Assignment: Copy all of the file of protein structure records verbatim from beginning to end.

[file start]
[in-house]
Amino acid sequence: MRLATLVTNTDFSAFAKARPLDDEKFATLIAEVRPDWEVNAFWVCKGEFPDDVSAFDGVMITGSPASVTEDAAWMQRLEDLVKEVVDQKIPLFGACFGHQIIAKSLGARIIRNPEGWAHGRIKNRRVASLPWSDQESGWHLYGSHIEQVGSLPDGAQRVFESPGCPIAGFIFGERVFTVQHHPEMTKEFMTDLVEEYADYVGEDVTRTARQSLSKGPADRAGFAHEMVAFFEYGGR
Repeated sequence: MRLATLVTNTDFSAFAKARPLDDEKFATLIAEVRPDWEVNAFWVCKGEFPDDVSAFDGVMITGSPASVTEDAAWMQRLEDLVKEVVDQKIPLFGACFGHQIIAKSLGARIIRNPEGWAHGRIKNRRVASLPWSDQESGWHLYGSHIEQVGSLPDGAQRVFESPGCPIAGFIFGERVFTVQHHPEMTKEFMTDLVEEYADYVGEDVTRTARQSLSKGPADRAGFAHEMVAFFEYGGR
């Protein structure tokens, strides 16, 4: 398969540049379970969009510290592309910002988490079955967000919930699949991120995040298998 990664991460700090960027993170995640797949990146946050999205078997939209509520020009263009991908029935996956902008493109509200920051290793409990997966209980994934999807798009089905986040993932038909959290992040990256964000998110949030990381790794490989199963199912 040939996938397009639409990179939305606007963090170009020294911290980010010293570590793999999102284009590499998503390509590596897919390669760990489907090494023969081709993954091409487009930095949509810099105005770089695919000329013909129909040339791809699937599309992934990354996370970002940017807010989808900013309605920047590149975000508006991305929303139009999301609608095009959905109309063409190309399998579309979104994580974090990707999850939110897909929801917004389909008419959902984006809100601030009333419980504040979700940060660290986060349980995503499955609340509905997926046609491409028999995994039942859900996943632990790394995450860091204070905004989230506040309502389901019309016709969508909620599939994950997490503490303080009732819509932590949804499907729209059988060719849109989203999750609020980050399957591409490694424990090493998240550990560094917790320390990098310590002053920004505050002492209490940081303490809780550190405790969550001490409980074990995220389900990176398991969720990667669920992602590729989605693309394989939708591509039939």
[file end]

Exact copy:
[in-house]
Amino acid sequence: MRLATLVTNTDFSAFAKARPLDDEKFATLIAEVRPDWEVNAFWVCKGEFPDDVSAFDGVMITGSPASVTEDAAWMQRLEDLVKEVVDQKIPLFGACFGHQIIAKSLGARIIRNPEGWAHGRIKNRRVASLPWSDQESGWHLYGSHIEQVGSLPDGAQRVFESPGCPIAGFIFGERVFTVQHHPEMTKEFMTDLVEEYADYVGEDVTRTARQSLSKGPADRAGFAHEMVAFFEYGGR
Repeated sequence: MRLATLVTNTDFSAFAKARPLDDEKFATLIAEVRPDWEVNAFWVCKGEFPDDVSAFDGVMITGSPASVTEDAAWMQRLEDLVKEVVDQKIPLFGACFGHQIIAKSLGARIIRNPEGWAHGRIKNRRVASLPWSDQESGWHLYGSHIEQVGSLPDGAQRVFESPGCPIAGFIFGERVFTVQHHPEMTKEFMTDLVEEYADYVGEDVTRTARQSLSKGPADRAGFAHEMVAFFEYGGR
């Protein structure tokens, strides 16, 4: 398969540049379970969009510290592309910002988490079955967000919930699949991120995040298998 990664991460700090960027993170995640797949990146946050999205078997939209509520020009263009991908029935996956902008493109509200920051290793409990997966209980994934999807798009089905986040993932038909959290992040990256964000998110949030990381790794490989199963199912 040939996938397009639409990179939305606007963090170009020294911290980010010293570590793999999102284009590499998503390509590596897919390669760990489907090494023969081709993954091409487009930095949509810099105005770089695919000329013909129909040339791809699937599309992934990354996370970002940017807010989808900013309605920047590149975000508006991305929303139009999301609608095009959905109309063409190309399998579309979104994580974090990707999850939110897909929801917004389909008419959902984006809100601030009333419980504040979700940060660290986060349980995503499955609340509905997926046609491409028999995994039942859900996943632990790394995450860091204070905004989230506040309502389901019309016709969508909620599939994950997490503490303080009732819509932590949804499907729209059988060719849109989203999750609020980050399957591409490694424990090493998240550990560094917790320390990098310590002053920004505050002492209490940081303490809780550190405790969550001490409980074990995220389900990176398991969720990667669920992602590729989605693309394989939708591509039939």